"As when, upon a tranced summer night,

Those green-robed senators of mighty woods,
Tall oaks, branch-charmed by the earnest stars,
Dream, and so dream all night without a stir."

Not to the simplicity of the Greek, but to the complexity of the modern sentiment of nature, it belongs to try and

express, by such a concourse of metaphors and epithets, every effect at once, to the most fugitive, which a forest scene by starlight can have upon the mind: the pre-eminence of the oaks among the other trees-their aspect of human venerableness-their verdure, unseen in the darkness -the sense of their preternatural stillness and suspended life in an atmosphere that seems to vibrate with mysterious influences communicated between earth and sky.'

But though Keats sees the Greek world from afar, he sees it truly. The Greek touch is not his, but in his own rich and decorated English way he writes with a sure insight into the vital meaning of Greek ideas. For the story of the war of Titans and Olympians he had nothing to guide him except scraps from the ancient writers, principally Hesiod, as retailed by the compilers of classical dictionaries; and from the scholar's point of view his version, we can see, would at many points have been arbitrary, mixing up Latin conceptions and nomenclature with Greek, and introducing much new matter of his own invention. But as to the essential meaning of that warfare and its result the dethronement of an older and ruder worship by one more advanced and humane, in which ideas of ethics and of arts held a larger place beside ideas of nature and her brute powers-as to this, it could not possibly be divined more truly, or illustrated with more beauty and force, than by Keats in the speech of Oceanus in the Sec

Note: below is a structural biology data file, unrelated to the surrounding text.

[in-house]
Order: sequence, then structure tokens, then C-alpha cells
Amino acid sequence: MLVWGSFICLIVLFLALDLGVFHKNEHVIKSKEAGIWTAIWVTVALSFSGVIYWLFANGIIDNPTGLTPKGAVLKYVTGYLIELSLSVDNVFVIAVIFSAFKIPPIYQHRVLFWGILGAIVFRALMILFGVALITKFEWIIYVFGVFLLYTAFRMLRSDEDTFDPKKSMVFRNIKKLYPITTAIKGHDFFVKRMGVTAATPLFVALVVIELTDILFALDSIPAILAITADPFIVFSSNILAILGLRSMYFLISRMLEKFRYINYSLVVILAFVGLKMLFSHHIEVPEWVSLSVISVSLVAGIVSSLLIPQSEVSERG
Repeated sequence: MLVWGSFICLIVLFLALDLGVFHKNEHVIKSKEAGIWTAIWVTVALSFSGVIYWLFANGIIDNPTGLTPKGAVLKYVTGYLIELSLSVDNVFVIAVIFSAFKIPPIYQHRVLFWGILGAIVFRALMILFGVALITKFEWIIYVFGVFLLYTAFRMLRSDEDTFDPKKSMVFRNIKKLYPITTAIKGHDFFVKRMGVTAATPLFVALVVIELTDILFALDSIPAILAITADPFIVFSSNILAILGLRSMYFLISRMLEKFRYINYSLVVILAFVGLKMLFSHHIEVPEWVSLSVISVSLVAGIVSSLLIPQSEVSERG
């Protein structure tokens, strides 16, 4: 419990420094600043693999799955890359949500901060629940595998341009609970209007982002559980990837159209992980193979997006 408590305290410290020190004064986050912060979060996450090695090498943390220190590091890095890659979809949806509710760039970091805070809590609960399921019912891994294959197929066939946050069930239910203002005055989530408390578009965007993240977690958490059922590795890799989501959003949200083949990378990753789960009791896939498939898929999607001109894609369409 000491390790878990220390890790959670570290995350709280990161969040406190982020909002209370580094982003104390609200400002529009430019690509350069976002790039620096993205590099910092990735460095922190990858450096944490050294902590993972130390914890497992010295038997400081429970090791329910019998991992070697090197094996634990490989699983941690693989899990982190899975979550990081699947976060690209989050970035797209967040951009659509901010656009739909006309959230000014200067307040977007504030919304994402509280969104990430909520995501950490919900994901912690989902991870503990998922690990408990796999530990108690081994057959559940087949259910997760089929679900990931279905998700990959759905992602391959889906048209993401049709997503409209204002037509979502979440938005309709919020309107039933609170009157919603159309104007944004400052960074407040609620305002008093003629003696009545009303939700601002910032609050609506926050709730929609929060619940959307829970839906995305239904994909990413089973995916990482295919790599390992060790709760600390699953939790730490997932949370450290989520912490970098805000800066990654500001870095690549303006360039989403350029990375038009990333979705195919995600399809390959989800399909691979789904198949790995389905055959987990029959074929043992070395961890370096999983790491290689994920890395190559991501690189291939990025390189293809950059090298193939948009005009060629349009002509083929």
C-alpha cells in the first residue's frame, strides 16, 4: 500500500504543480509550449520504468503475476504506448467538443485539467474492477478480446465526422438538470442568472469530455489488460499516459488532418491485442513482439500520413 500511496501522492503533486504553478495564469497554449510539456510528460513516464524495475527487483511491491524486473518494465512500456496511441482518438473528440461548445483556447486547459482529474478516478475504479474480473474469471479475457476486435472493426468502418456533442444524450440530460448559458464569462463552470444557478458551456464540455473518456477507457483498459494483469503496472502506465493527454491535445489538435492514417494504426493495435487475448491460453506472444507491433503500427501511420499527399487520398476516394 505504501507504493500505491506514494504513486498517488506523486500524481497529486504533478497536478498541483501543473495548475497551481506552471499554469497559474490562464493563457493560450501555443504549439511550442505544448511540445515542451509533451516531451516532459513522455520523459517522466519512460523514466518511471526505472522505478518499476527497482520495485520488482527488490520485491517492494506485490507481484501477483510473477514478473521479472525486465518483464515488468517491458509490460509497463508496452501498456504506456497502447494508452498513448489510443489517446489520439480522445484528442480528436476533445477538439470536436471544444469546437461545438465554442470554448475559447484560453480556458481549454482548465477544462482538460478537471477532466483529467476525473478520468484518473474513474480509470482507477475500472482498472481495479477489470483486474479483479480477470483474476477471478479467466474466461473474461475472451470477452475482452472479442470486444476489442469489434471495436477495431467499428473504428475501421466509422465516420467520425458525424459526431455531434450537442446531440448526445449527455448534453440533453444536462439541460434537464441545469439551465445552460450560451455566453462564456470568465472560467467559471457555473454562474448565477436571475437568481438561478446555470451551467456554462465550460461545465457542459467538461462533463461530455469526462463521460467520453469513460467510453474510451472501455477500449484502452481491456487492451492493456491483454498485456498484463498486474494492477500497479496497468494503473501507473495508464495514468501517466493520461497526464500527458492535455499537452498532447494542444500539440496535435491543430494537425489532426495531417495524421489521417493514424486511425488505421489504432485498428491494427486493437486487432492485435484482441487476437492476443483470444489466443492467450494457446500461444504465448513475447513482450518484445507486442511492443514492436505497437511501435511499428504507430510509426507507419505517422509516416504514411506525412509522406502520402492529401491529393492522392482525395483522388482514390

1 If we want to see Greek themes treated in a Greek manner by predecessors or contemporaries of Keats, we can do so-though only on a cameo scale-in the best idyls of Chénier in France, as L'Aveugle, or Le Jeune Malade, or of Landor in England, as the Hamadryad, or Enallos and Cymodamia; poems which would hardly have been written otherwise at Alexandria in the days of Theocritus.

« AnteriorContinua »